Growth hormone promotes motor function after experimental stroke and enhances recovery-promoting mechanisms within the peri-infarct area

Sonia Sanchez-Bezanilla, N. David Åberg, Patricia Crock, Frederick R. Walker, Michael Nilsson, Jörgen Isgaard, Lin Kooi Ong

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16 Citations (Scopus)


Motor impairment is the most common and widely recognised clinical outcome after stroke. Current clinical practice in stroke rehabilitation focuses mainly on physical therapy, with no pharmacological intervention approved to facilitate functional recovery. Several studies have documented positive effects of growth hormone (GH) on cognitive function after stroke, but surprisingly, the effects on motor function remain unclear. In this study, photothrombotic occlusion targeting the motor and sensory cortex was induced in adult male mice. Two days post-stroke, mice were administered with recombinant human GH or saline, continuing for 28 days, followed by evaluation of motor function. Three days after initiation of the treatment, bromodeoxyuridine was administered for subsequent assessment of cell proliferation. Known neurorestorative processes within the peri-infarct area were evaluated by histological and biochemical analyses at 30 days post-stroke. This study demonstrated that GH treatment improves motor function after stroke by 50%-60%, as assessed using the cylinder and grid walk tests. Furthermore, the observed functional improvements occurred in parallel with a reduction in brain tissue loss, as well as increased cell proliferation, neurogenesis, increased synaptic plasticity and angiogenesis within the peri-infarct area. These findings provide new evidence about the potential therapeutic effects of GH in stroke recovery.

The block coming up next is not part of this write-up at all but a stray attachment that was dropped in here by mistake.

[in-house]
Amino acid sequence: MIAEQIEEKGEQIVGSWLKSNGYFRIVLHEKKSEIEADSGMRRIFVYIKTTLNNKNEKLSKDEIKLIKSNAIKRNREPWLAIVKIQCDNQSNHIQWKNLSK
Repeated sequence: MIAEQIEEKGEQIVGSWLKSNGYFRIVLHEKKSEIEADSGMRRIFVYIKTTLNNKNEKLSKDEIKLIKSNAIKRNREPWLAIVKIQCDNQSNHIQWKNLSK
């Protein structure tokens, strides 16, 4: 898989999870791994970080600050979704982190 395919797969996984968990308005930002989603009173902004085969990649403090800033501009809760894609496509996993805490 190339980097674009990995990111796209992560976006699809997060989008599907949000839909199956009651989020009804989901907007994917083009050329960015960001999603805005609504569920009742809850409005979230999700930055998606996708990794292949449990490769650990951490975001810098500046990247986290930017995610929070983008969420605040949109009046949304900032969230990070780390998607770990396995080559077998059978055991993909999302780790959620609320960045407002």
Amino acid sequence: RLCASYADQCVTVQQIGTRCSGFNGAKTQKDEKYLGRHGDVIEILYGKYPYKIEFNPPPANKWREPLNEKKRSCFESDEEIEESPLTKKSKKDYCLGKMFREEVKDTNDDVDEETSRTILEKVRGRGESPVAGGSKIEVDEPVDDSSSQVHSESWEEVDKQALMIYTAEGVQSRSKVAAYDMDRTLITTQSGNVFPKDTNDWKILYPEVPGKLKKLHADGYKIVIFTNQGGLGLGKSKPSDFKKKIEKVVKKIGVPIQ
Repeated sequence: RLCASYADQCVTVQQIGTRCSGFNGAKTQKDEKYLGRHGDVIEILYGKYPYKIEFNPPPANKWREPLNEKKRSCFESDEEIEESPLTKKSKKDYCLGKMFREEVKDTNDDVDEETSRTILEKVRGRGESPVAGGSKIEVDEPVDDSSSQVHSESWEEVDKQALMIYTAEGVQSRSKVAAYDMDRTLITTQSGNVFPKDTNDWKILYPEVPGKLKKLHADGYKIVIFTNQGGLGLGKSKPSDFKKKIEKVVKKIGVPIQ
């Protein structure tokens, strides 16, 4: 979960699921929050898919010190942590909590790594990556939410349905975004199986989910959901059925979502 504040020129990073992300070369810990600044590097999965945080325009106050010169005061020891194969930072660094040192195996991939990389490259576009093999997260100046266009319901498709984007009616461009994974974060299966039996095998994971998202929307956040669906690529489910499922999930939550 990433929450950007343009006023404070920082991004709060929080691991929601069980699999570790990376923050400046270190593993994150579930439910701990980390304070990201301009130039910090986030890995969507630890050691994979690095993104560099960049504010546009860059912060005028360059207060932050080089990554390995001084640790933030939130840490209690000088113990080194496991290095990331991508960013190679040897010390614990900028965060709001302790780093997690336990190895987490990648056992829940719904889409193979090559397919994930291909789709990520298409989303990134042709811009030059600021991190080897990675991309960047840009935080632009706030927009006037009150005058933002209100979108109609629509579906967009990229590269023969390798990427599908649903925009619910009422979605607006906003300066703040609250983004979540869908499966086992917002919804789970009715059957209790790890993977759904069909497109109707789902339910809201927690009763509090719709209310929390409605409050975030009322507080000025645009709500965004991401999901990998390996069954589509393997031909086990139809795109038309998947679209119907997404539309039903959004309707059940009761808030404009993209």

Original languageEnglish
Article number606
Number of pages20
JournalInternational Journal of Molecular Sciences
Issue number2
Publication statusPublished - 17 Jan 2020


  • Growth hormone
  • Ischemic stroke
  • Motor recovery
  • Neurogenesis
  • Neuronal plasticity
  • Vascular remodelling

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